Survey Reveals Plain-Language Commitments Still Evolving

TrialScope recently completed a brief phone survey with a group of trial sponsors that have previously made public commitments to plain (lay) language summaries. The summary of results follows:

Scope

  1. Most sponsors are committing to providing plain-language summaries for Phase 2 – 4 studies, some extending the commitment to Phase 1 studies in patients.
     
  2. Only one surveyed sponsor regularly provides summaries for Phase 1a studies in healthy volunteers, with one other sponsor currently including a few Phase 1a (healthy volunteer) studies in a mix of studies to test the authoring processes. However, most sponsors are waiting for the EU regulations to take effect to write summaries for Phase 1a studies.

  3. Only one sponsor is considering plain-language summaries for non-interventional studies, though this commitment has not yet been finalized.

Timing

  1. Most sponsors are still evolving their plain-language commitments. The broadest commitment we found during our survey was a sponsor that provides summaries for all studies since 2005 of approved compounds marketed in any country plus study supporting any submission since 2015. Only a few organizations appeared to have commitments to provide plain-language summaries for older studies such as any study Phase 1 – 4 study started since April 2015, or Phase 1 – 4 interventional studies completed since December 2015.
     
  2. Many organizations are still developing their processes by selecting a few representative trials for each therapeutic area (or a random selection) but waiting for the go-live of the EU portal to make any further commitments.
     
  3. The most common approach is to provide summaries for Phase 2 – 4 studies 12 months after study completion (last patient last visit or LPLV), though one organization aligns the summaries with results posting (six months for pediatric in EU, otherwise within 12 months after completion) and another currently provides summaries only after product approval.

Distribution

  1. Most sponsors that currently provide plain-language summaries are posting these on their corporate trial sites. However, a number also are looking at posting copies of their summaries on a multi-sponsor portal, making them easier to find.
     
  2. Sponsors are increasingly providing “thank you” cards to participants at their last visit during the trial to inform them about the availability of summaries. These cards include information on how to find plain- language summaries, which may include a link to a multi-sponsor portal where the participant can register to receive a notification once the summary is available. Alternatively, sponsors provide the summaries to the investigational sites, expecting these to provide them to participants (though this may incur additional costs and may not work well for all long-running trials).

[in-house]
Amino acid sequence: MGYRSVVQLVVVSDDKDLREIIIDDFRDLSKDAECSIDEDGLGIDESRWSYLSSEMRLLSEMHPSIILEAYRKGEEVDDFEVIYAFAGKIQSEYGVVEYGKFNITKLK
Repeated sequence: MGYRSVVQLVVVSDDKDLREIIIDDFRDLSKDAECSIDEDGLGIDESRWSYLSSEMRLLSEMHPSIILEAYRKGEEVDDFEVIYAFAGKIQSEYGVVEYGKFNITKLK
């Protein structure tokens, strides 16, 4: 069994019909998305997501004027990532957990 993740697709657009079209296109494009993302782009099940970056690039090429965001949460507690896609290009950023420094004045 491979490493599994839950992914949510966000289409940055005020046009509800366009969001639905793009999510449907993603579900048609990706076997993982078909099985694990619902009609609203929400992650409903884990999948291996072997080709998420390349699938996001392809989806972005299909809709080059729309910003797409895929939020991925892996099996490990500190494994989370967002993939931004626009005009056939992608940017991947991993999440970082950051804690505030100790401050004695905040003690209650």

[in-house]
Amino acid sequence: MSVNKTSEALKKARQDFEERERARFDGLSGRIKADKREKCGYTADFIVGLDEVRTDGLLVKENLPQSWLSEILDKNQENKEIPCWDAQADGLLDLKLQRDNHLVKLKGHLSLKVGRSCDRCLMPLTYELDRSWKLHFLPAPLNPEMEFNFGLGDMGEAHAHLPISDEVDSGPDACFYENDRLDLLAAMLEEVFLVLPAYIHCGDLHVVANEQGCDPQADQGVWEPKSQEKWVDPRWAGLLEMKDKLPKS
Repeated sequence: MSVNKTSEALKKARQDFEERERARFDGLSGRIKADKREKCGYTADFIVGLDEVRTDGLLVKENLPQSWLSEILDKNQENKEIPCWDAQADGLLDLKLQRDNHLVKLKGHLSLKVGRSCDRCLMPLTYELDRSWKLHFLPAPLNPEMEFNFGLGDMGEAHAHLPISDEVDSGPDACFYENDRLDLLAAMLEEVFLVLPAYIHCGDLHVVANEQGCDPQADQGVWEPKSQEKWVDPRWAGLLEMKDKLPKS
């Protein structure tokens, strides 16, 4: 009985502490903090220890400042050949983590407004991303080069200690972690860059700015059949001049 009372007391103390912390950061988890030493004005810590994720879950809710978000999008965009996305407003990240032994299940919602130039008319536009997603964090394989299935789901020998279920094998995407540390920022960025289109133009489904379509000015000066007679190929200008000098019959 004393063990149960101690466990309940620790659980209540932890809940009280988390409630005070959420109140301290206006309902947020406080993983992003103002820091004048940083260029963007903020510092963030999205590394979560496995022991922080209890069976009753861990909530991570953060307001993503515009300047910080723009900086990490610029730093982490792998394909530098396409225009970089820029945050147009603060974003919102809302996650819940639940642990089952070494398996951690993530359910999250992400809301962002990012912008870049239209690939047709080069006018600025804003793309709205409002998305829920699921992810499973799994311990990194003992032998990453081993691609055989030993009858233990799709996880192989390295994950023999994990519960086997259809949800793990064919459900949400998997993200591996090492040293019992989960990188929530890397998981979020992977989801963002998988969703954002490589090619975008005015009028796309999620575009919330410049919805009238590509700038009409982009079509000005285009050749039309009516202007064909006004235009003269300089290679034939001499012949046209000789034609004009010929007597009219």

3. Because participants and patients may be eager to hear how the trial is progressing, some sponsors are exploring more frequent communication, including plain-language summaries of interim results.
     
  4. One suggestion from the survey was to provide participants in later-stage trials with summaries from earlier trials, for example, providing summaries from Phase 2 studies during the consent process.
     
  5. While there are no firm commitments from any sponsor yet, a few organizations are assessing options for providing patients with personalized results that include information on their participation in the study. Spain already gives participants the right to receive results on genomic tests; other agencies may request this in the future.
  1. Depending on the participant demographics, a video, comic book, or other media presentation may be more effective in communicating results as an alternative or supplement to a written plain-language summary. We have not found any sponsor making a firm commitment to this yet, but a number are exploring these options.

Concerns

  1. Some sponsors are concerned that plain-language summaries might constitute pre-publication, especially for compounds in early phase studies. Because there is no clear guidance from the International Committee of Medical Journal Editors (ICMJE) regarding these summaries, at least one surveyed organization is withholding summaries until after the first publication.

    Complicating the issue for Phase 1 studies is that medical writers/publications are often not in the core team for Phase 1. This presents the challenge of confirming that the Phase 1 summaries do not include commercially confidential information (CCI) or otherwise undisclosed information.
     
  2. The European Medicines Agency (EMA) will require sponsors to provide plain-language summaries for pediatric studies within six months of study completion. Sponsors are concerned that this is not enough time to author the summary in English and to translate it to the various languages of the study. The tight timeline will require the sponsor to draft the summary based on the draft clinical study report (CSR) and then finalize in parallel with the CSR.

About the Author

Thomas Wicks

As TrialScope’s chief strategy officer, Thomas Wicks ensures that the company — and its customer-partners — are kept current with clinical trials disclosure regulations. With more than 17 years of experience, he is considered an expert in disclosure and transparency. He provides guidance on policies and procedures in the area of clinical trials submissions management.

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